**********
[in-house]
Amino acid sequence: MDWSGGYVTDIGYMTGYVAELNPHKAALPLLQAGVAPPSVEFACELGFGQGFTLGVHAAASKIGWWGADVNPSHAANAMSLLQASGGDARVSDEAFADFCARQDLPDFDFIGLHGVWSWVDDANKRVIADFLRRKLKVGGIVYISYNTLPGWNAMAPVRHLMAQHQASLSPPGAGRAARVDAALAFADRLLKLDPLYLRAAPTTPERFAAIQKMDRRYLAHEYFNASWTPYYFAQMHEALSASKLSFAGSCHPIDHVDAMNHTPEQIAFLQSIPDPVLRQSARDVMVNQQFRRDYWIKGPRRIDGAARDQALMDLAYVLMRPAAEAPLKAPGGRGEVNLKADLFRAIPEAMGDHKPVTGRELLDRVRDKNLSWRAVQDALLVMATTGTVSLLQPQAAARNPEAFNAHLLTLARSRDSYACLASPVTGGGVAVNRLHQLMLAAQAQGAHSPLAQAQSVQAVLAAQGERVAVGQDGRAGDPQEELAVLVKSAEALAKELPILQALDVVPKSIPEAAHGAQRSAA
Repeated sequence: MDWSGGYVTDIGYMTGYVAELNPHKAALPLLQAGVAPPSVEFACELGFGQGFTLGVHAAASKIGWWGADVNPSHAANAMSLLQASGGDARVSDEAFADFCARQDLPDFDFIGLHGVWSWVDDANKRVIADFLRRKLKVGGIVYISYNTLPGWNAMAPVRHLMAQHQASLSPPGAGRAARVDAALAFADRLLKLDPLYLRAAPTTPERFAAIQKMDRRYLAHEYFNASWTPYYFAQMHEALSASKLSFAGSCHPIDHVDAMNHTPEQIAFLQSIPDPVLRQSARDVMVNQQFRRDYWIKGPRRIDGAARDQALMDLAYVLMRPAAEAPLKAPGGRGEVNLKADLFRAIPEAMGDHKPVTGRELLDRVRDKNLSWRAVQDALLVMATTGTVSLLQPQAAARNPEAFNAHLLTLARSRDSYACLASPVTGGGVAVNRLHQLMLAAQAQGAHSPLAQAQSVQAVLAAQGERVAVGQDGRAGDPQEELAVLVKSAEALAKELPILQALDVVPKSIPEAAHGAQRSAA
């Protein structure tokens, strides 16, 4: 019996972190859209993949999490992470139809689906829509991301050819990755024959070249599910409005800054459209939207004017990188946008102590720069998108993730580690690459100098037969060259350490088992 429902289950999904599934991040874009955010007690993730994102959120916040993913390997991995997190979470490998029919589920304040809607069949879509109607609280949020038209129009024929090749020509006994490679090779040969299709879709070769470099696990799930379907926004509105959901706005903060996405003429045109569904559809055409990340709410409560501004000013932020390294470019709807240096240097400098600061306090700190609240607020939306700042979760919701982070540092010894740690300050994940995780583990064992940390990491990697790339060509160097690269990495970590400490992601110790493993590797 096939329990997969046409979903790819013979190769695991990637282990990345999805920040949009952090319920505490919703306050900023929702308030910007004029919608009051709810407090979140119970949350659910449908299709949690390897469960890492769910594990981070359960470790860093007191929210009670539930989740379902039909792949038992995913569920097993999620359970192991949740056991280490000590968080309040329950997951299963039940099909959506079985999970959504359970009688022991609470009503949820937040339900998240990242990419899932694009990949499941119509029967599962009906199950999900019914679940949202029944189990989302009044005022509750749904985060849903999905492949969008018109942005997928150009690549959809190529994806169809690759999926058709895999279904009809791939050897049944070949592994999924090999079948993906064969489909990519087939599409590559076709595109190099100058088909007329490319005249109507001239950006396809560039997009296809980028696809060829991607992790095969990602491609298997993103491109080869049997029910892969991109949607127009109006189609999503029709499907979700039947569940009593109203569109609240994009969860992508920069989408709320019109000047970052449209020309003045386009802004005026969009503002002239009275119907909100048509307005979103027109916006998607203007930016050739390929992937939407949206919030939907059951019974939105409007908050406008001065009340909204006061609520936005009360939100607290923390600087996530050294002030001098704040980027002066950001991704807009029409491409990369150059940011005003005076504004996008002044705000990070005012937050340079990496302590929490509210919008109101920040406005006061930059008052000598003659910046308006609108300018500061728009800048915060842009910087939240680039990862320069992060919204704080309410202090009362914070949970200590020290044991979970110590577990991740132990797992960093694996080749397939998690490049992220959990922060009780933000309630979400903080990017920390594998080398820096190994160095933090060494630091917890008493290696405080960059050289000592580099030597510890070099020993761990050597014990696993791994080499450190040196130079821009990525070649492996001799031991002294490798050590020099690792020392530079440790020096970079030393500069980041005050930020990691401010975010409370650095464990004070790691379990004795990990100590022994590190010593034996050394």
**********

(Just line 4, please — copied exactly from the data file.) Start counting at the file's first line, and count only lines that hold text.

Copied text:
């Protein structure tokens, strides 16, 4: 019996972190859209993949999490992470139809689906829509991301050819990755024959070249599910409005800054459209939207004017990188946008102590720069998108993730580690690459100098037969060259350490088992 429902289950999904599934991040874009955010007690993730994102959120916040993913390997991995997190979470490998029919589920304040809607069949879509109607609280949020038209129009024929090749020509006994490679090779040969299709879709070769470099696990799930379907926004509105959901706005903060996405003429045109569904559809055409990340709410409560501004000013932020390294470019709807240096240097400098600061306090700190609240607020939306700042979760919701982070540092010894740690300050994940995780583990064992940390990491990697790339060509160097690269990495970590400490992601110790493993590797 096939329990997969046409979903790819013979190769695991990637282990990345999805920040949009952090319920505490919703306050900023929702308030910007004029919608009051709810407090979140119970949350659910449908299709949690390897469960890492769910594990981070359960470790860093007191929210009670539930989740379902039909792949038992995913569920097993999620359970192991949740056991280490000590968080309040329950997951299963039940099909959506079985999970959504359970009688022991609470009503949820937040339900998240990242990419899932694009990949499941119509029967599962009906199950999900019914679940949202029944189990989302009044005022509750749904985060849903999905492949969008018109942005997928150009690549959809190529994806169809690759999926058709895999279904009809791939050897049944070949592994999924090999079948993906064969489909990519087939599409590559076709595109190099100058088909007329490319005249109507001239950006396809560039997009296809980028696809060829991607992790095969990602491609298997993103491109080869049997029910892969991109949607127009109006189609999503029709499907979700039947569940009593109203569109609240994009969860992508920069989408709320019109000047970052449209020309003045386009802004005026969009503002002239009275119907909100048509307005979103027109916006998607203007930016050739390929992937939407949206919030939907059951019974939105409007908050406008001065009340909204006061609520936005009360939100607290923390600087996530050294002030001098704040980027002066950001991704807009029409491409990369150059940011005003005076504004996008002044705000990070005012937050340079990496302590929490509210919008109101920040406005006061930059008052000598003659910046308006609108300018500061728009800048915060842009910087939240680039990862320069992060919204704080309410202090009362914070949970200590020290044991979970110590577990991740132990797992960093694996080749397939998690490049992220959990922060009780933000309630979400903080990017920390594998080398820096190994160095933090060494630091917890008493290696405080960059050289000592580099030597510890070099020993761990050597014990696993791994080499450190040196130079821009990525070649492996001799031991002294490798050590020099690792020392530079440790020096970079030393500069980041005050930020990691401010975010409370650095464990004070790691379990004795990990100590022994590190010593034996050394």